Last updated on February 12th, 2023 at 03:46 pm
If you don’t feel dumbbell rows in your back, then I’m sorry to say that you’re really are missing out.
For me, the dumbbell row is my go-to free weight exercise for my back.
In fact, I’ll go as far to say that I MUCH prefer it over the bent-over barbell row.
So, here are my tips to ensure that you feel dumbbell rows in your back.
When performing dumbbell rows you should use your elbow rather than your hand to pull the weight, almost as though you’re trying to elbow someone behind you. At the top of the movement your elbow should be in line with your body, and the dumbbell nearer to your waist than your upper torso.
Raise and Lower Dumbbell to the Correct Position
This is probably the main issue when it comes to not feeling dumbbell rows in your back.
When raising the dumbbell you should stop the movement when your elbow is in line with your torso.
Most people end with their elbow much higher than their torso because they believe that this provides increased range of motion.
However, the further your elbow goes past the line of your body, the more the biceps will come into play.
Now, before I go any further, I’m not saying you should never pull your elbow higher than your body.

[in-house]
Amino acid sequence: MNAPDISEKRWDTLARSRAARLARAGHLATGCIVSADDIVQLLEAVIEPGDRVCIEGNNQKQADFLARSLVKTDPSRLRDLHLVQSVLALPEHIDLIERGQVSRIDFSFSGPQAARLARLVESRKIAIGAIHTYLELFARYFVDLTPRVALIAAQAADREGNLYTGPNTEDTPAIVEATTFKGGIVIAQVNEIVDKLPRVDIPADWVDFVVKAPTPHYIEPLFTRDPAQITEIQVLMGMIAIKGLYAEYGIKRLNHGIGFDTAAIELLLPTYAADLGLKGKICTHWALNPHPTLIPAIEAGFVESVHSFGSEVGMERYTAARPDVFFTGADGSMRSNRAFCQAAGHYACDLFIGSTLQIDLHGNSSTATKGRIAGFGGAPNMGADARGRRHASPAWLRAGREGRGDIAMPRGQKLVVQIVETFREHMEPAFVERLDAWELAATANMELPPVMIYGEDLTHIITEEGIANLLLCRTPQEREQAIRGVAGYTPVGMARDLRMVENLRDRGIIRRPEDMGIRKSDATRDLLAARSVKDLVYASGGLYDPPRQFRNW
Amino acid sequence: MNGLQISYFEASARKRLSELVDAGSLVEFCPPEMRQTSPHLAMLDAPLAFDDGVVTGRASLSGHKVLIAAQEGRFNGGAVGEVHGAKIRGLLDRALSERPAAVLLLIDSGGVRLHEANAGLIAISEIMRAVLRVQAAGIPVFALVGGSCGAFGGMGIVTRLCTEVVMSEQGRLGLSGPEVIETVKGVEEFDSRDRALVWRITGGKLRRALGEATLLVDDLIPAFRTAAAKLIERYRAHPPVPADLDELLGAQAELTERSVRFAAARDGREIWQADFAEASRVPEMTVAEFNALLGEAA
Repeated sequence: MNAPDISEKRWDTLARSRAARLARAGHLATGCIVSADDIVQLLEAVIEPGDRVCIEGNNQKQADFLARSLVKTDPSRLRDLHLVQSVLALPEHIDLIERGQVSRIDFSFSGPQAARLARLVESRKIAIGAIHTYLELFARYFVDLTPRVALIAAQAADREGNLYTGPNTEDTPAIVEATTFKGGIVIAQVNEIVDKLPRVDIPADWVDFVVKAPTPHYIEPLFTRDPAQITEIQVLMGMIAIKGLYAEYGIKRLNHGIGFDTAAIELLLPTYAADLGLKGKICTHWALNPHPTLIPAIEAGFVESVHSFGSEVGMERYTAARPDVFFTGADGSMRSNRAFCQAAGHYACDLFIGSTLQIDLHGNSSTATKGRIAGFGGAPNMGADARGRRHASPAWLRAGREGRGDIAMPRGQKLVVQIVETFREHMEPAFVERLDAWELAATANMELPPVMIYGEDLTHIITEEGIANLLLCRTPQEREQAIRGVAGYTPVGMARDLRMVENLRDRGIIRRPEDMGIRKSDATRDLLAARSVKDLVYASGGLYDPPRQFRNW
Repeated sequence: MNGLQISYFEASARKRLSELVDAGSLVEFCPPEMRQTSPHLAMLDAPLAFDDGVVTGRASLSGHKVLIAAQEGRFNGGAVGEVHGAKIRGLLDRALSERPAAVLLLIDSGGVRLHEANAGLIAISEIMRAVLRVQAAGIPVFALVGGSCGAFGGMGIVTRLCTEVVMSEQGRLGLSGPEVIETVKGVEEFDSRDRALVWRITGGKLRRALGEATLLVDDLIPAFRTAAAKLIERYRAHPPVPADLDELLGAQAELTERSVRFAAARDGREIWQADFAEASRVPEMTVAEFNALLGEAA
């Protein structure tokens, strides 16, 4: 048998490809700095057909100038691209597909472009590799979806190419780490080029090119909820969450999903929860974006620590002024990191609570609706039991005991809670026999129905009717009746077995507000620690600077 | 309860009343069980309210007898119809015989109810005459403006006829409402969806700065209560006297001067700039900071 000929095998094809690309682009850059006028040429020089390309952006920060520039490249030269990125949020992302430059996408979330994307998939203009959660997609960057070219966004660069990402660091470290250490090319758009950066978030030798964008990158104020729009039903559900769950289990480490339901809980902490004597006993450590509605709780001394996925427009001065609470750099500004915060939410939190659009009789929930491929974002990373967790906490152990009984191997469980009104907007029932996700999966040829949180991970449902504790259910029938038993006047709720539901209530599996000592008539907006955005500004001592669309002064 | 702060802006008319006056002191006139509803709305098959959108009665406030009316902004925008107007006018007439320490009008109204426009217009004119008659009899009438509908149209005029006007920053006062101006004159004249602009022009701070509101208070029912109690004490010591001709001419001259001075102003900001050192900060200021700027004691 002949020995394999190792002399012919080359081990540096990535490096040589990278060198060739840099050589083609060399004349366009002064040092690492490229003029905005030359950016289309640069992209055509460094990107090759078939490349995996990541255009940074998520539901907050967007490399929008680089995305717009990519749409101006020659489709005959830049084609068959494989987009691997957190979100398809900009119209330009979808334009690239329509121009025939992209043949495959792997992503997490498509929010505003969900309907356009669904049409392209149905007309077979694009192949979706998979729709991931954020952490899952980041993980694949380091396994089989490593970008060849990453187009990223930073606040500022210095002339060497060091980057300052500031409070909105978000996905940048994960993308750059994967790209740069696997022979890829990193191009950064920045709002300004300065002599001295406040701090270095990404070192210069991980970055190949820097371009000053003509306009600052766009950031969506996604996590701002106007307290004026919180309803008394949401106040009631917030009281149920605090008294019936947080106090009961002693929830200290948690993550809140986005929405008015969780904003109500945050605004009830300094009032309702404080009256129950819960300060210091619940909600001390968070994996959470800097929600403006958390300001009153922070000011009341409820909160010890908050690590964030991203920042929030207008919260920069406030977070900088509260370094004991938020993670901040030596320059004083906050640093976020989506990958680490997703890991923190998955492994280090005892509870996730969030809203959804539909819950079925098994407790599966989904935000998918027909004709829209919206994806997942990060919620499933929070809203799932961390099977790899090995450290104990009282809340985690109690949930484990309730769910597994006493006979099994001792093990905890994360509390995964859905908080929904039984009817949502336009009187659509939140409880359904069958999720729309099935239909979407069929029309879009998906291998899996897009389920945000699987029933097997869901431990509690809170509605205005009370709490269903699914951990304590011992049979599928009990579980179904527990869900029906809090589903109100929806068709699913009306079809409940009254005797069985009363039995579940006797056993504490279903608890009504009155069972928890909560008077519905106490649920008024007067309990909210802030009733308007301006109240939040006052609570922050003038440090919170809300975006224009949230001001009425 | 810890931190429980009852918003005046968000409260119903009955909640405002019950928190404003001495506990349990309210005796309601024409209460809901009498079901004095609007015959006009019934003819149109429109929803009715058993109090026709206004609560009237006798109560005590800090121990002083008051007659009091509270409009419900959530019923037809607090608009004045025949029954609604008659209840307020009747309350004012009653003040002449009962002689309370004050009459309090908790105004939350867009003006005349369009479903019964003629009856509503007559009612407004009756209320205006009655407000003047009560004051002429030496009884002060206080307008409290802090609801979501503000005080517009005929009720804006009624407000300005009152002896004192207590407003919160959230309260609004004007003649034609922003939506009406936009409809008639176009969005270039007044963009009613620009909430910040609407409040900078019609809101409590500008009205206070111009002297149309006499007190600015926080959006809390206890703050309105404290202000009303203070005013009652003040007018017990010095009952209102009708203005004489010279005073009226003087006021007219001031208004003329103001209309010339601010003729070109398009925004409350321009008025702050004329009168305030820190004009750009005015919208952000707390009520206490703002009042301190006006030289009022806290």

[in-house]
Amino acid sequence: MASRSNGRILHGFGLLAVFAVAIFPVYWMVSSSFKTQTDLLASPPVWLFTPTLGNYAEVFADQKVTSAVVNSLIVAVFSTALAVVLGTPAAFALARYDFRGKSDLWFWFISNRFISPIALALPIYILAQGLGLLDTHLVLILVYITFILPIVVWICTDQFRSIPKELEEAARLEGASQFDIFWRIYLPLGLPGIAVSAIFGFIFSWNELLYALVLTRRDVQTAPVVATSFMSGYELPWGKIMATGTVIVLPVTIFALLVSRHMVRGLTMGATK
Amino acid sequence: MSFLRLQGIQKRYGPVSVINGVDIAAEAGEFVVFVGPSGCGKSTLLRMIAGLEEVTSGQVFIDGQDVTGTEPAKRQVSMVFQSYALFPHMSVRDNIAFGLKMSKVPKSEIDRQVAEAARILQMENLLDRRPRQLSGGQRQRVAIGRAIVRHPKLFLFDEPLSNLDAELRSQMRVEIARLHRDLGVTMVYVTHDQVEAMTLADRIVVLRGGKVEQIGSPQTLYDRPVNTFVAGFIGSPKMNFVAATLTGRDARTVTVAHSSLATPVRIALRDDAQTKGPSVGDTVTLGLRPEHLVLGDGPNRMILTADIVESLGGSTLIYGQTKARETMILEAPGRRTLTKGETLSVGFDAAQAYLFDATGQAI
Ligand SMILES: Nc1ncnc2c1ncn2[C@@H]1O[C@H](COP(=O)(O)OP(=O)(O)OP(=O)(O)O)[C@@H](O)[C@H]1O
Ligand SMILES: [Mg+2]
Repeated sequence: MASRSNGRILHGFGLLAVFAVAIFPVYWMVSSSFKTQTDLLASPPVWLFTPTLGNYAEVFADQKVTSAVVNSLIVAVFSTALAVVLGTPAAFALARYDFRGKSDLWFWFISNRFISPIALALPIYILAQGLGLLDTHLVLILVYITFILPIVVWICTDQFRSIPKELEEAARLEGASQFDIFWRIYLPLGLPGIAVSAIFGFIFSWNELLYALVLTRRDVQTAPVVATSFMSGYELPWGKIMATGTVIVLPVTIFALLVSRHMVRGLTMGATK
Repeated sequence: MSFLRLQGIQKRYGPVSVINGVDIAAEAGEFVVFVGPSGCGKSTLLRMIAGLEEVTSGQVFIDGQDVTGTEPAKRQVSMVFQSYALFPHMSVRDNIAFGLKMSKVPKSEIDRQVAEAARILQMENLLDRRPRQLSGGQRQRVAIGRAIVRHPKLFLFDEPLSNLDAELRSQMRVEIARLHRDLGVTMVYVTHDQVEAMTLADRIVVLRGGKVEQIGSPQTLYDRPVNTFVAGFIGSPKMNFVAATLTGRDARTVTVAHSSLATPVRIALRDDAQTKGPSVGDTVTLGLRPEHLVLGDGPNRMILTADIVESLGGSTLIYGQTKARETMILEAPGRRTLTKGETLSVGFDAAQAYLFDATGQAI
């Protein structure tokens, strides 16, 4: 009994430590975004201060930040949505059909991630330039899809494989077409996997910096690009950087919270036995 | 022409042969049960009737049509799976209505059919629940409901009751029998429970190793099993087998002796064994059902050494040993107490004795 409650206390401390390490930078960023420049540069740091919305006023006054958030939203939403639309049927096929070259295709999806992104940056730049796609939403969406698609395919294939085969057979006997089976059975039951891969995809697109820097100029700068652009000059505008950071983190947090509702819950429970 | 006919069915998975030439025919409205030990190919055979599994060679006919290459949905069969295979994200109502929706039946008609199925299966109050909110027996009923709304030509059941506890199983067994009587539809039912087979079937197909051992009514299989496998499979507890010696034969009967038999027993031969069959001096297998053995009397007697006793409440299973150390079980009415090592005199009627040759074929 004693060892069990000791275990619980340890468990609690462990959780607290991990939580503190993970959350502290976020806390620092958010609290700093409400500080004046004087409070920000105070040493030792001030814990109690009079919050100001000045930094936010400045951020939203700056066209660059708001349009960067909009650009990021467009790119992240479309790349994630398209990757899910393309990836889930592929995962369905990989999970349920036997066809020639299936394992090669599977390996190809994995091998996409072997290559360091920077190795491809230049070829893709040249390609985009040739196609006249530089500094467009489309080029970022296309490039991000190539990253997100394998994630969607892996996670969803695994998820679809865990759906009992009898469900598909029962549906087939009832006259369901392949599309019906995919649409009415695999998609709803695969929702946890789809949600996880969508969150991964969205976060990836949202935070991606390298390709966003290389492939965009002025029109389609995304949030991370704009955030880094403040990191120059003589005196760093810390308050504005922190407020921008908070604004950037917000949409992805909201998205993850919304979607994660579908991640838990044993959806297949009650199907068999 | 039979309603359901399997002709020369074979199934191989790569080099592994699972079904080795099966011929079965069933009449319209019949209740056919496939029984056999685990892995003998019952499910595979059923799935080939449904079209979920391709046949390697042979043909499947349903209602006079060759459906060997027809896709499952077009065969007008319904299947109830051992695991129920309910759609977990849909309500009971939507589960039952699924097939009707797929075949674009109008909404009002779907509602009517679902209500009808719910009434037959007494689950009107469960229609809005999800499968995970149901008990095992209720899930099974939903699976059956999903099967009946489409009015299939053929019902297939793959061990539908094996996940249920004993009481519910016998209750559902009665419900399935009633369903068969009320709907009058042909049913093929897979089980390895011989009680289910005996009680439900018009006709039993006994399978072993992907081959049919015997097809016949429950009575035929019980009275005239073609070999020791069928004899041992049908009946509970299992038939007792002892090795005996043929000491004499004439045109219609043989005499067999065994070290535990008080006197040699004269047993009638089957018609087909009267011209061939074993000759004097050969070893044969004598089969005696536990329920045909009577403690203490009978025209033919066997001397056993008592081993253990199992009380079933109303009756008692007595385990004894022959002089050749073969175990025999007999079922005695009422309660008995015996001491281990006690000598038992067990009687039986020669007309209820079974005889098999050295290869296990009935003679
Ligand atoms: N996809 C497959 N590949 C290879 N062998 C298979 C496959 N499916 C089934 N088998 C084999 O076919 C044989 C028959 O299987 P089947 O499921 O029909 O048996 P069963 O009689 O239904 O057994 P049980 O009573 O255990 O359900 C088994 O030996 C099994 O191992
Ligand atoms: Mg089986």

In fact, the vast majority of dumbbell row training videos will show the elbow going much higher than the torso.
There’s nothing wrong with this, as I say, it allows for greater bicep activation.
However, if your primary concern is to feel dumbbell rows in your back then stop pulling as soon as your elbow is in line with your body.
Additionally, the dumbbell should finish more in line with your waist than your upper body.
There is a tendency to pull the dumbbell straight up, which means that it will end higher up on your torso.
This will activate the rear delts more than the lats.
Furthermore, I feel that many people don’t lower the dumbbell enough.
Your arm should be fully extended at the bottom of the movement, almost as though you’re reaching for the floor.
Obviously, don’t actually touch the floor with the dumbbell.
Pull With Your Elbow Not Your Hand
You’ll want to use your hands almost like a hook around the dumbbell.
This will ensure that when you pull the dumbbell up you lead with your elbow rather than your hand.
Many of us tend to have too much concentration in pulling with the hands, which once again will involve the bicep much more.
You could actually change your grip on the dumbbell to ensure that you’re not pulling with your hands.